BY: ABACUS REVEALS
After coming up just 90’ short in their 2014 quest for a championship – owing much to both the starting and relieving brilliance of one man – the Kansas City Royals battled their way back to baseball’s biggest stage. A key cog in this Middle America Revival story has been manager Ned Yost’s bullpen crew. On the Royal Blue-print, the three-headed closing monster of Herrera-Davis-Holland is virtually an everyday “player.”
In 2015, KC’s relief corps witnessed but two Complete Game (CG) performances from the rotation guys. Those starters, moreover, pitched 7+ innings in only 35 outings, second fewest Long Starts (LS) in the league (No. 23 in MLB). In spite of such regularity of work, a Royal relief pitcher was charged with a losing decision on a mere 15 occasions, contrasted with 30 bullpen victories. That .667 winning percentage was tops among MLB relief staffs for 2015.
That last little piece of data might invite dismissal of the contribution of the team’s starting pitchers, especially given the mediocre returns (just four Royal triumphs in his 13 starts) on the late-season acquisition Johnny Cueto. But those starters posted victories at a .556 clip, which would still have won their division and been second only to Toronto in the AL.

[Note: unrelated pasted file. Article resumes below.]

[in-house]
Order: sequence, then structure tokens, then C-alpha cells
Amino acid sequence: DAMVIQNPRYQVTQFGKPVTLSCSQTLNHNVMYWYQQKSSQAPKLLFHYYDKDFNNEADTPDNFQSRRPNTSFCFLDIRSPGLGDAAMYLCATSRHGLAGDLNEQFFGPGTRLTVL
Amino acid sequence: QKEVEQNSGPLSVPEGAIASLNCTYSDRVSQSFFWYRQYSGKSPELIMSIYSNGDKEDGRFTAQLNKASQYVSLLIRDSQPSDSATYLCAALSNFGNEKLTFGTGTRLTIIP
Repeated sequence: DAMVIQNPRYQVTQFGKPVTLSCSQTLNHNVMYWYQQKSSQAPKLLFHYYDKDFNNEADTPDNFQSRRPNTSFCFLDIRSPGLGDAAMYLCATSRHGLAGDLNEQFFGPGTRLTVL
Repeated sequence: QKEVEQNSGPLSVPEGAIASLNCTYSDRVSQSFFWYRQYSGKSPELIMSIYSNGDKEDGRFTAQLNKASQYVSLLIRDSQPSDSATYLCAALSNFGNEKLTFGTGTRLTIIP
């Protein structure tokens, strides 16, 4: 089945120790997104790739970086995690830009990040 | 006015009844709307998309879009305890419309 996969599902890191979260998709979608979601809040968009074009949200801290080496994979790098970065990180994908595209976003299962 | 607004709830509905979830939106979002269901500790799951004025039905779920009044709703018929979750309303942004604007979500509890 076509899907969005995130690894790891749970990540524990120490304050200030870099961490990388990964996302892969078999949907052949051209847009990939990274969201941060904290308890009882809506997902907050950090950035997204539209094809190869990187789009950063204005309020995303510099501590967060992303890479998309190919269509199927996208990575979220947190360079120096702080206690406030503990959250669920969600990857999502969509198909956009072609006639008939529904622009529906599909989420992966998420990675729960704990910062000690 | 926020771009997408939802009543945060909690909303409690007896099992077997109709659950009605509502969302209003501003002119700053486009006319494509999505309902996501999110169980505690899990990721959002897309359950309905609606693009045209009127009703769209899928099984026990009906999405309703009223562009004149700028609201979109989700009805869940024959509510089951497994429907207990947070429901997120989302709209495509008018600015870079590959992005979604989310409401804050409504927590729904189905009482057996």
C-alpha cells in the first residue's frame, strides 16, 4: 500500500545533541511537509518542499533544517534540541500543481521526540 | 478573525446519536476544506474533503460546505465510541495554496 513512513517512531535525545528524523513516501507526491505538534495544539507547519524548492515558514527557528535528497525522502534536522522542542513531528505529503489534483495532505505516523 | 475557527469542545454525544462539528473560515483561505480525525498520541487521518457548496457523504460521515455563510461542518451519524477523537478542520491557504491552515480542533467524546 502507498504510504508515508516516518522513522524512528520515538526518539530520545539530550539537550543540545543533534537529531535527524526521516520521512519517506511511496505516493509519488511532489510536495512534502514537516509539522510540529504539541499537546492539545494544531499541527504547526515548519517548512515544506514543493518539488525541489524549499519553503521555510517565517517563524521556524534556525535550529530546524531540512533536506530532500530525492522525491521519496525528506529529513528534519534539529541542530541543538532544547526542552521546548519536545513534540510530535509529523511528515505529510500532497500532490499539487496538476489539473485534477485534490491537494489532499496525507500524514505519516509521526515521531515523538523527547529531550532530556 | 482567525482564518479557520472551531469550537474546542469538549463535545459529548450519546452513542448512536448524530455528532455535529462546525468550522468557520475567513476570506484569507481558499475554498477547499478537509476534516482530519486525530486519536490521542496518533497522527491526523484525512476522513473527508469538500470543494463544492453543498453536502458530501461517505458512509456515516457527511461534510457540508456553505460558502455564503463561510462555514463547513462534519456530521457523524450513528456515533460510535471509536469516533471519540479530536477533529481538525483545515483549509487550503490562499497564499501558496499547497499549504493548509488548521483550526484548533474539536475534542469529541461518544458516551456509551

The Royals’ World Series foe from Gotham City, with its rotation full of hard-throwing young arms, produced an almost identical starting-pitcher-showing as KC – NY: 64-51; KC: 65-52. The record of the Mets’ bullpen guys was a respectable 26-21, in the same 55 percent range as the rotation.
But Mets’ skipper Terry Collins had access to five starting pitchers who delivered at least nine LS’s – and that doesn’t include his Game 4 starter Steven Matz. (Oddly, the staff’s lone CG belongs to old geezer Bartolo Colon.) NY led the NL with 62 LS’s on the season (No. 3 overall).
Pro forma, Met starters earned the decisions of eight games during their 7-2 postseason path to the Finals. Conversely, a Royal bullpen pitcher had snatched five of their seven victories while incurring none of the four setbacks.